What does the average American know about the early settlers of North America, other than Columbus in 1492 and Pilgrims at Plimouth in 1602? That is the question Horwitz poses since he felt he knew almost nothing. Though the Spanish explorations of the South and Southwest were very familiar to me, both through my studies and travels, I picked the book up primarily because he chose to follow in the footsteps of some of them, literally and I wanted even more information. What I found was an author with a wonderful sense of humor who decided to predate Columbus in his search for early settlements and then to finish with the major English settlements along the East coast. A lover of McCullough and Larsen, I've now added Horwitz to my favorite authors of historical non-fiction.

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Thursday, September 7, 2017

An Irish Country Wedding--Fingal and Mrs Kitty O'Reilly--At Last! Who Will Be Next???

An Irish Country Wedding (Irish Country, #7)An Irish Country Wedding by Patrick Taylor
My rating: 4 of 5 stars

Another installment of this wonderful series set in the fictional country village of Ballybucklebo in the County of Ulster. Life continues for the inhabitants of Number One--Fingal has married the love of his youth and refound flame, Kitty O'Halloran, Barry seems to be recovering from his earlier heartbreak and has begun a relationship with the young teacher, Sue and Kinky, long a widow, after a scary health issue, seems to be encouraging the milkman. So romantically all is well with our family and chief characters. Within the village, life continues with some healing from prior health issues, some encountering new ones and others physically fine but making other decisions about the future. Bertie continues irascible and underhanded. Donal continues malaprop and slightly underhanded, Colin Brown continues impish with a ferret to boot. In other words, it is another happy visit to old friends and places. New faces are entering, too, as Barry prepares to leave after a year under Fingal's mentorship. He thinks he was to specialize and so is moving on for more training--will he return? The villagers, Fingal and Kinkie hope so. A young lady doctor has come to take his place--temporarily or permanently? Don't know but Jennifer seems to be able to handle herself well and is fitting in nicely so only time will tell. Looking forward to checking back in awhile to see how all is going. It is always grand to pour a pint and enjoy the company--or perhaps, a Jamiesons is more in order.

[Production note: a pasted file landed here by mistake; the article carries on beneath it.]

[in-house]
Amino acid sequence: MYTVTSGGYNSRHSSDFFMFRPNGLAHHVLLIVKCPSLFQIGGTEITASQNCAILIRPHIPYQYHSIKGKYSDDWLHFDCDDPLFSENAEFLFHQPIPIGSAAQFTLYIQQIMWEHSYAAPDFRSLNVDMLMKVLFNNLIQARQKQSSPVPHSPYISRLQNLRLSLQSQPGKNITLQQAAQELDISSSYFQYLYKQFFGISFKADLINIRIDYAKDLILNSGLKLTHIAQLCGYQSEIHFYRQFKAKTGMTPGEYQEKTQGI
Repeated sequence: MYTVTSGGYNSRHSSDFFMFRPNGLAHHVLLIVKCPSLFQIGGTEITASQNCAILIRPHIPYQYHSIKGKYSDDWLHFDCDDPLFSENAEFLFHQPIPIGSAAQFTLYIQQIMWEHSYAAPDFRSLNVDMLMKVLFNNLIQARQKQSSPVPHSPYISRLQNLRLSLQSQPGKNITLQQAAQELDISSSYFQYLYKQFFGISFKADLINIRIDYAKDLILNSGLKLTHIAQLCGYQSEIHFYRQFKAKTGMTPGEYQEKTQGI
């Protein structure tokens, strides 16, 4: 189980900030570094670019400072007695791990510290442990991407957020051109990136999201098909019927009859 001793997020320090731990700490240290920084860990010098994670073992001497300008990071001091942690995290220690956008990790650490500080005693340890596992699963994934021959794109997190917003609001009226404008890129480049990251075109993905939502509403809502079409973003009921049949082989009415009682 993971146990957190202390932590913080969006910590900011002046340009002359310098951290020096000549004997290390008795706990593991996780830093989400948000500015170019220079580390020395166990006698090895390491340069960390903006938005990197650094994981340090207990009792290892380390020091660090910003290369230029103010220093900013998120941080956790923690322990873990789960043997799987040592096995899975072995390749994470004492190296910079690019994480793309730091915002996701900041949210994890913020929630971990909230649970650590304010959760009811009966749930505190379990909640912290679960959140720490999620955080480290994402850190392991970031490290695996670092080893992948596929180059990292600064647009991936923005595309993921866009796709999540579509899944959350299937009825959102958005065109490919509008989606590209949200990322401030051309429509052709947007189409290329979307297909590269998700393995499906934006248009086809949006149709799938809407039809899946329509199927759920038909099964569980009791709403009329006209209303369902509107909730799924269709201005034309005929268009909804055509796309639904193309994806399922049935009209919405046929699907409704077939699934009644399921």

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Friday, September 1, 2017

Berlin is Rubble, Hitler is Mad, Stalin Decides to Aid British Intelligence--Call In Pekkala!

Berlin Red (Inspector Pekkala, #7)Berlin Red by Sam Eastland
My rating: 5 of 5 stars

Berlin is rubble, Hitler is living in an underground bunker and getting more and more deranged and paranoid. For the first time since trying to develop a controlled rocket launching system, it appears success has come. A rocket at its launch leaves a trail of vapor that looks like shimmering diamond dust and one of its designers becomes hopeful that perhaps the tide of defeat may yet be turned.
At the same time that word is being passed through the upper echelons of Nazi command, a British intelligence agent arrives at Stalin's office asking for assistance in locating and removing a British agent from Berlin. Stalin has just the man-Pekkala, The Emerald Eye. He is sure the Inspector will be willing to take on the task, since the agent in question is the long lost love of his life, Lilya. Stalin sends Kirov as well since Lilya has the plans for the rocket system and he would like them, too.
While Kirov and Pekkala are largely absent from the narrative, the tension and anxiety of Hitler's underlings, the Allied bombings and imminent invasion of Berlin and the shadowy activities of the various agents trying to make the best of a losing proposition are enough to keep the reader glued to the pages until the last --Kirov's report to Stalin.